Thank you very much.
The cabinet secretary will now take questions on the issues raised in his statement. I intend to allow around 20 minutes for questions, after which we will move on to the next item of business. I keep saying it: the shorter the questions, the more questioners we will get in.
I thank the cabinet secretary for early sight of his statement.
I would like to declare an interest: my father was a soldier, I was a soldier and my son is a soldier. Therefore, I recognise that the recent announcement about the defence estate is the latest step in ensuring that our armed forces have the best facilities not only for training but for their families.
We must accept that the Army has reduced in size from about 150,000 regular soldiers in 1980 to the 82,000 that we have now. Many famous regiments have been lost, including the one that my family and I served in. However, the UK Government’s commitment to an effective defence remains strong. Two new aircraft carriers and eight new frigates are being built in Scotland; the new fleet of P-8 patrol aircraft will be based in Scotland; and £100 million is being invested in Scotland at Lossiemouth. There will be no reduction in Scottish regiments, which form 10 per cent of the armed services and will be based in Scotland. None of those things would have been achieved had Scotland been independent. What we heard on Monday was a gradual and planned reduction in the defence estate that will allow our servicemen and the families who loyally support them to have the best access to training areas and facilities.
Will the Scottish National Party Government now accept the need to support the services in order for them to become, as Michael Matheson said yesterday in relation to another service,
“fit for the ... needs of the future”?—[
, 8 November 2016; c 3.]
Secondly, will the Government work with us to find a way of making, where possible, the redundant defence estate an asset for local communities?
I recognise in Edward Mountain’s initial remarks his very direct interest in the armed forces. It led me to hope and expect that we would hear something other than total and unquestioning support for the Conservative Government’s moves and the cuts that have been proposed.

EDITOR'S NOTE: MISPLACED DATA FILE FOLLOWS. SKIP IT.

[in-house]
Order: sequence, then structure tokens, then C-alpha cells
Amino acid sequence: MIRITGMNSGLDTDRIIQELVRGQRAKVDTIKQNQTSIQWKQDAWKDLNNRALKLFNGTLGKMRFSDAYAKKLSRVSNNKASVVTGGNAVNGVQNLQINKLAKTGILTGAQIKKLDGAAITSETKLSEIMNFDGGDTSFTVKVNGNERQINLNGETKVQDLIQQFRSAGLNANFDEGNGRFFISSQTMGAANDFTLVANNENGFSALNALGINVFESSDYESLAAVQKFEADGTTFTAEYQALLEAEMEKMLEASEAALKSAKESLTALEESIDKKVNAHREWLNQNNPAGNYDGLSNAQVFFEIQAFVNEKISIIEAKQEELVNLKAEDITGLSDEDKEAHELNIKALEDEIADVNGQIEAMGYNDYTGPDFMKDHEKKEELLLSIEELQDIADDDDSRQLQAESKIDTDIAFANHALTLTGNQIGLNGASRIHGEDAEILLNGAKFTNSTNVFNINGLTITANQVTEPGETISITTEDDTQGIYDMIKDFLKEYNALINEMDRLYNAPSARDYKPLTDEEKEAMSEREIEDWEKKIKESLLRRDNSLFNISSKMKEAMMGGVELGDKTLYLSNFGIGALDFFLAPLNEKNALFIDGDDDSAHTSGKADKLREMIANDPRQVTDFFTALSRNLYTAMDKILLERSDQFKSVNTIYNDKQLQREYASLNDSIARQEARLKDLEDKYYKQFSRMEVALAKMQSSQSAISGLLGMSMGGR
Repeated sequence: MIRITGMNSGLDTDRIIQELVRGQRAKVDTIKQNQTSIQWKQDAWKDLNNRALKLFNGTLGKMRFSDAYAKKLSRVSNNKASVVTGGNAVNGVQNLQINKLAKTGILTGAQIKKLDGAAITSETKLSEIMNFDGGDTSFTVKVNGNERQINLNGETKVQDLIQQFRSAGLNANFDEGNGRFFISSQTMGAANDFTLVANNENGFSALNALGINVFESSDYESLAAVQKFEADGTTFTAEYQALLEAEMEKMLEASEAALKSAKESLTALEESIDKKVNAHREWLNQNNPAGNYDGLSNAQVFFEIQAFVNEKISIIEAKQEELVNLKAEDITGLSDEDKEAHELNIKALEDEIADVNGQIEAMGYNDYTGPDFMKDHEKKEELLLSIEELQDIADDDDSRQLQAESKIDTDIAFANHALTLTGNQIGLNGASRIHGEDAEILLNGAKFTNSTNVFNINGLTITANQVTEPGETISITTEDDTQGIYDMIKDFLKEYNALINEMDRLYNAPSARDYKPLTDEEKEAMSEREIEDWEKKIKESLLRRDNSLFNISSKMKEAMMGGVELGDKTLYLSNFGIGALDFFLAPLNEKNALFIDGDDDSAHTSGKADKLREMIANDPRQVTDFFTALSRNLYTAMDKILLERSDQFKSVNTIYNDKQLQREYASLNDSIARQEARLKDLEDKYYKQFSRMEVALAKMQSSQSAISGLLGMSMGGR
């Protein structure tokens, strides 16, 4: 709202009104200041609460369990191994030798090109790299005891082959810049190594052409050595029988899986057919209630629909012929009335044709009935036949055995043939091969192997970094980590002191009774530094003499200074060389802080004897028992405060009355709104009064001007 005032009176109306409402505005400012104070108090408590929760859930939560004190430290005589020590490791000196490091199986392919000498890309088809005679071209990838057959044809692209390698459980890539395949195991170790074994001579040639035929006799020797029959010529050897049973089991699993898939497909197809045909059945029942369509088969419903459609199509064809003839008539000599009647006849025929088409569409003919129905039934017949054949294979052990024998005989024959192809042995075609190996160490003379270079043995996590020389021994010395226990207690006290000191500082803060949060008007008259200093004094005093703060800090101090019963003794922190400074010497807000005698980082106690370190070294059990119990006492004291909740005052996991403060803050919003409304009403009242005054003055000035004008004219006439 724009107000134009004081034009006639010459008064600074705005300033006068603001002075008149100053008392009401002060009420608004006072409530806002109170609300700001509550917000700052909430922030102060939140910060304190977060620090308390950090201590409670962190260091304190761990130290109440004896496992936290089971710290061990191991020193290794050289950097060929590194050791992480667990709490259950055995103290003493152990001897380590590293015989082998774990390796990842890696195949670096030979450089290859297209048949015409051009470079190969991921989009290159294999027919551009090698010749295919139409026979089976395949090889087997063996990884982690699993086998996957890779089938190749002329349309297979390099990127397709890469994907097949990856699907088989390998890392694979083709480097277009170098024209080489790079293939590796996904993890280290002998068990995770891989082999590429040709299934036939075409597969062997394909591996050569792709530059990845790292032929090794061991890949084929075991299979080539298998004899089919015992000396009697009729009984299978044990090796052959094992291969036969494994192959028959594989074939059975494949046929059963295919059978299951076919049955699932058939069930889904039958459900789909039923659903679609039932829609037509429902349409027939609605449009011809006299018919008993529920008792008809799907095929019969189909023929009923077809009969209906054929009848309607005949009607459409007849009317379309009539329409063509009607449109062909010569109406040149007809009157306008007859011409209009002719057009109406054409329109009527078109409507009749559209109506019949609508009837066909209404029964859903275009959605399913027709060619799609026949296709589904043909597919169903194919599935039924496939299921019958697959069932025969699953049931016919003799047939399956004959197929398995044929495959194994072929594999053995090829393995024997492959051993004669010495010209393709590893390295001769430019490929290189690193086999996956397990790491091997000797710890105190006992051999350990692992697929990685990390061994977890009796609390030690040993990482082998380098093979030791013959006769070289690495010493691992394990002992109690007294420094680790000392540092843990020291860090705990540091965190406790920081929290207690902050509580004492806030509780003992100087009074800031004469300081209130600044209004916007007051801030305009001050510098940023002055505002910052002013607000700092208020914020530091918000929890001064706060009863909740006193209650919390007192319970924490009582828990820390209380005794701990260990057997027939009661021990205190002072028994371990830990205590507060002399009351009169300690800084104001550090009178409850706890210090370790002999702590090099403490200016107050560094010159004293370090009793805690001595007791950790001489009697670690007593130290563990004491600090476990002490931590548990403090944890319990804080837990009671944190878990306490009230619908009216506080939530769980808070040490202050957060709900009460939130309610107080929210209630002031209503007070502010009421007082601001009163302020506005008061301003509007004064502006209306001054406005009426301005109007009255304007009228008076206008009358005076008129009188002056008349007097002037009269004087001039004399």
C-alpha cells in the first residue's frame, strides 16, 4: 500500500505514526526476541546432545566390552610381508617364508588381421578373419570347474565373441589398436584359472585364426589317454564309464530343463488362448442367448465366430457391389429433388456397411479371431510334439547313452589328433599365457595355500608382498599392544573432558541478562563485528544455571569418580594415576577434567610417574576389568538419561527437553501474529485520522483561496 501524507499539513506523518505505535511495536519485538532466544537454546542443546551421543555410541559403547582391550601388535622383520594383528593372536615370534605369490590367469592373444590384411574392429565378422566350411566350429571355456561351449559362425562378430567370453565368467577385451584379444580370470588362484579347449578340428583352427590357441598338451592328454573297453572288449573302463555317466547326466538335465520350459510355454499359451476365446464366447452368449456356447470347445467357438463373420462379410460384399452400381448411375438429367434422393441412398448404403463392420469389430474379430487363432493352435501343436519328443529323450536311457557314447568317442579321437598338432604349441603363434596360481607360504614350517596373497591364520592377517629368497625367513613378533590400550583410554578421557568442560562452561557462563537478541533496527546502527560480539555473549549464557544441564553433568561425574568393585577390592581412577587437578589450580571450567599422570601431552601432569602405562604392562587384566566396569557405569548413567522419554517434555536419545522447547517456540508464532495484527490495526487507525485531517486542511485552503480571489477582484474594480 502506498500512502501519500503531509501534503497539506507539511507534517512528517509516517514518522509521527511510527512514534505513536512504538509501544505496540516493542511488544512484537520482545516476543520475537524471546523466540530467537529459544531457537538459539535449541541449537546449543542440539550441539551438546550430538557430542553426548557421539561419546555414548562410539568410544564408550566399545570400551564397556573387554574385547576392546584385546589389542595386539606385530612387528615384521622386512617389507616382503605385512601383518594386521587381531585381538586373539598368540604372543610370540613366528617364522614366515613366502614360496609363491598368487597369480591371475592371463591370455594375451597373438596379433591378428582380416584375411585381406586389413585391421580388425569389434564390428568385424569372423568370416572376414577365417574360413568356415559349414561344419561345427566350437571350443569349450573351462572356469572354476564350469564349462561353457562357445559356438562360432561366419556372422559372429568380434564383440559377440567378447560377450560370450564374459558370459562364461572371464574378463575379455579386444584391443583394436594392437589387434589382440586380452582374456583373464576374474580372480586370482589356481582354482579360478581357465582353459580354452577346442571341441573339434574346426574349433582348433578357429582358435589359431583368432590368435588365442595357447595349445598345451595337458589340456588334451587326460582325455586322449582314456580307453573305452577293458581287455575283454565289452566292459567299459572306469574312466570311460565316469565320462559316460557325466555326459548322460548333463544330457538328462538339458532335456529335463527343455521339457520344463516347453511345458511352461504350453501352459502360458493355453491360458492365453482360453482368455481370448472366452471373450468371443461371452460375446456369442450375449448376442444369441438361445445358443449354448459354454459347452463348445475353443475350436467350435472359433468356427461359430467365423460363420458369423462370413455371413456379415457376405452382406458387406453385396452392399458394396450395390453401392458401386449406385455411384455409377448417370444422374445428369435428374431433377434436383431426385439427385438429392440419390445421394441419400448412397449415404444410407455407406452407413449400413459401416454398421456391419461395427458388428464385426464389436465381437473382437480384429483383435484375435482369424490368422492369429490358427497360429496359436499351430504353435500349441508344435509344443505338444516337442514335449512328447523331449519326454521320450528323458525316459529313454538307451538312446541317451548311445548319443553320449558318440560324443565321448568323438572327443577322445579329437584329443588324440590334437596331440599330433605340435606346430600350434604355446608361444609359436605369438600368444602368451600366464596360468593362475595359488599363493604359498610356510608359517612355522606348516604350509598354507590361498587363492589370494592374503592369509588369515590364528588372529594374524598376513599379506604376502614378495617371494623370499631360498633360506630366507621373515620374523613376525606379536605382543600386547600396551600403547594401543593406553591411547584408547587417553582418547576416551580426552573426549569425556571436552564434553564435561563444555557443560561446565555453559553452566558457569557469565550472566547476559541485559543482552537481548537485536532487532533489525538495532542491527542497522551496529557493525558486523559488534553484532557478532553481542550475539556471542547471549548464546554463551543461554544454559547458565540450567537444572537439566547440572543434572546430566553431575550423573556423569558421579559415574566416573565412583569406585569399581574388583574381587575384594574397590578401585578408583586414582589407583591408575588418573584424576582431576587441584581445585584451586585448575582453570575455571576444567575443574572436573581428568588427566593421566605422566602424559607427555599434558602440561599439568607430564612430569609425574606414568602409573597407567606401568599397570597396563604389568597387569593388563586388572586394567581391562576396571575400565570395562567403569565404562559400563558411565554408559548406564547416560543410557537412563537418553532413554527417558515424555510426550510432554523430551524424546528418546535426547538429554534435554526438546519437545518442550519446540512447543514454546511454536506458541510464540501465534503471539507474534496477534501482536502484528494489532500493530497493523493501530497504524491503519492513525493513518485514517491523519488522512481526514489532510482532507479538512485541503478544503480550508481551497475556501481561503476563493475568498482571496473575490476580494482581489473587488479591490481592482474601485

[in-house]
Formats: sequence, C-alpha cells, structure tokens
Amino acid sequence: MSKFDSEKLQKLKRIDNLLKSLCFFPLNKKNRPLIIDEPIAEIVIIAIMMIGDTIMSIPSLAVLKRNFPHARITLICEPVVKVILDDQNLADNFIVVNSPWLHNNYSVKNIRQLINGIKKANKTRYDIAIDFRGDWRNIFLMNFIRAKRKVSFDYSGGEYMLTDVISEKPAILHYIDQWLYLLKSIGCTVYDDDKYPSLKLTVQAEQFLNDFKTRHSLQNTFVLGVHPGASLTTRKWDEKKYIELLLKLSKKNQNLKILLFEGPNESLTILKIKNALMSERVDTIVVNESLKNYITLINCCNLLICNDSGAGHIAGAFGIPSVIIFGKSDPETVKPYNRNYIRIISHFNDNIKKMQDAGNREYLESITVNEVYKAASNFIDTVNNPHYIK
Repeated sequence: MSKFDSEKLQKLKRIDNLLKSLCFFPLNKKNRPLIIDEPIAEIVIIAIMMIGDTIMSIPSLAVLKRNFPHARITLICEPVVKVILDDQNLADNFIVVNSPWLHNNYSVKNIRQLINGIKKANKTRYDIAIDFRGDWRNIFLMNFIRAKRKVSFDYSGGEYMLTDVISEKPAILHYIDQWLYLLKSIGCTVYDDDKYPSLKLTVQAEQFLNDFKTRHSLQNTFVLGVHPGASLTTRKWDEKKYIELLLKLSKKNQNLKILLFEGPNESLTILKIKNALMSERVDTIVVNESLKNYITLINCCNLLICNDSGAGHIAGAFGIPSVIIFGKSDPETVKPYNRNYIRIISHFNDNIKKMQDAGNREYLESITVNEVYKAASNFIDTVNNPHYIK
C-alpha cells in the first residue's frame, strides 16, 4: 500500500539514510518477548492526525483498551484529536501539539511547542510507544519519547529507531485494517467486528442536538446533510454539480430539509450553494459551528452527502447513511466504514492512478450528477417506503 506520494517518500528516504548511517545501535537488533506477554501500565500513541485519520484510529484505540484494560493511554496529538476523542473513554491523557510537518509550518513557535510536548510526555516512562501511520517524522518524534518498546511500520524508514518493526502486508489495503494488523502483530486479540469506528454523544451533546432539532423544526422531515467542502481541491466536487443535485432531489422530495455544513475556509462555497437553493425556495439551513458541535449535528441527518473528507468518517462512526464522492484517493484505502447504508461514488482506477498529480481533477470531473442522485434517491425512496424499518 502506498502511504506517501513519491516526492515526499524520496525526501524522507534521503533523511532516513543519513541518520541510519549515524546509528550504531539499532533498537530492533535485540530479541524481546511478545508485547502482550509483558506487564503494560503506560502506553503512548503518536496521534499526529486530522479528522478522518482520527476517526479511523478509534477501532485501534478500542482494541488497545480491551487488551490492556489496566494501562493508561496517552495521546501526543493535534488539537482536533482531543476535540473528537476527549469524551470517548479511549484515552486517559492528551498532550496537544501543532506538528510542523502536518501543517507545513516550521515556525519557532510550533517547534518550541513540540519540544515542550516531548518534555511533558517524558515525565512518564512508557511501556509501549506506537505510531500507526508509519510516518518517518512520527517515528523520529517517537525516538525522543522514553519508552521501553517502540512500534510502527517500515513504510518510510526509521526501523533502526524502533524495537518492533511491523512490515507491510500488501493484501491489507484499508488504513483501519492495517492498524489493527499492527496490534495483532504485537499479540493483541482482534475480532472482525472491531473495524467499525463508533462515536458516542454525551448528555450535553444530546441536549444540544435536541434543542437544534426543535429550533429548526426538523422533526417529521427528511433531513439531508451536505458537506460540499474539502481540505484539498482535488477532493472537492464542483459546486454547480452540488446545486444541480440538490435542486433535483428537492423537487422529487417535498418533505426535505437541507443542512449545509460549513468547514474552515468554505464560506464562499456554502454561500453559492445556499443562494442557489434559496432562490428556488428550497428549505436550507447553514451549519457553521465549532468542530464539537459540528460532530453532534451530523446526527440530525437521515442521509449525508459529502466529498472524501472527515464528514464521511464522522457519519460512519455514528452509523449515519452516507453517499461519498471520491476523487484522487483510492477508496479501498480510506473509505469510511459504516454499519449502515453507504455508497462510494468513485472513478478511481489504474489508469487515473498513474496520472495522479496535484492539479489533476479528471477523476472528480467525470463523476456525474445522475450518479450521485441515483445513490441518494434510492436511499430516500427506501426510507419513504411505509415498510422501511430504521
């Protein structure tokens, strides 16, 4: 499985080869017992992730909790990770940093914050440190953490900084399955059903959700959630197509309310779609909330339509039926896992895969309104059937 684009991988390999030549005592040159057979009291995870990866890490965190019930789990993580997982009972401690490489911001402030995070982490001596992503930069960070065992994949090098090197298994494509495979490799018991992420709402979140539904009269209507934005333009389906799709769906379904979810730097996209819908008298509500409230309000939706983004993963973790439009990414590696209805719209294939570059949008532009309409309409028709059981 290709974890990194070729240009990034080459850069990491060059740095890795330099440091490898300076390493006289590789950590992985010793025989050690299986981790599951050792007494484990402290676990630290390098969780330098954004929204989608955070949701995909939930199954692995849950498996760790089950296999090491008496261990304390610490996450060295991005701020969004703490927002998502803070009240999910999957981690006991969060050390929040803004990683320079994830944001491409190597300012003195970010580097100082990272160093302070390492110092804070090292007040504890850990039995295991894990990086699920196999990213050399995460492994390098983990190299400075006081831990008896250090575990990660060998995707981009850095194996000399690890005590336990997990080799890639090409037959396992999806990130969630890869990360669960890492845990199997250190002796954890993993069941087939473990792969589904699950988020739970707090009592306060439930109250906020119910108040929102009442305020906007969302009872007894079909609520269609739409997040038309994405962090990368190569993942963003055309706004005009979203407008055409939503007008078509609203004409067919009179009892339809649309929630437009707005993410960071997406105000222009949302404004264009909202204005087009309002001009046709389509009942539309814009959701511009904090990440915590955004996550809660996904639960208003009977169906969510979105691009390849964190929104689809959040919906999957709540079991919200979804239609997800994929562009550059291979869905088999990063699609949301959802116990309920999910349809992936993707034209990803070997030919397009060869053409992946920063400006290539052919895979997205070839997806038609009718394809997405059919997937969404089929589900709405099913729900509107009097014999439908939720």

I do not know how many serving members of the armed forces Mr Mountain has spoken to recently, but I am sure that they will tell him that they are sick to the back teeth of the uncertainty that that Government has caused and of the shifting around that happened as a result of the previous basing review, when they were told that they would be going to one place and then to another. How does the member expect members of the armed forces to plan family life around that, put their children into schools and so on? In the school that serves Fort George, half of the pupils are from Fort George. What is going to happen to it?
The member asks whether I will support the services. Of course I will; indeed, that is the very reason why I have made this statement. What I ask him is this: instead of slavishly reading out the latest press release from the Conservative Government, will he get behind the armed forces properly and oppose these cuts?
I, too, am disappointed at the outcome of these decisions. This is a very difficult time for the communities that depend on these bases, because not only the base jobs but jobs in those communities will go. We have seen in areas where bases have closed the impact on public services, which have suffered from a lack of staff because of the absence of the service personnel partners who had staffed the schools and hospitals in those areas.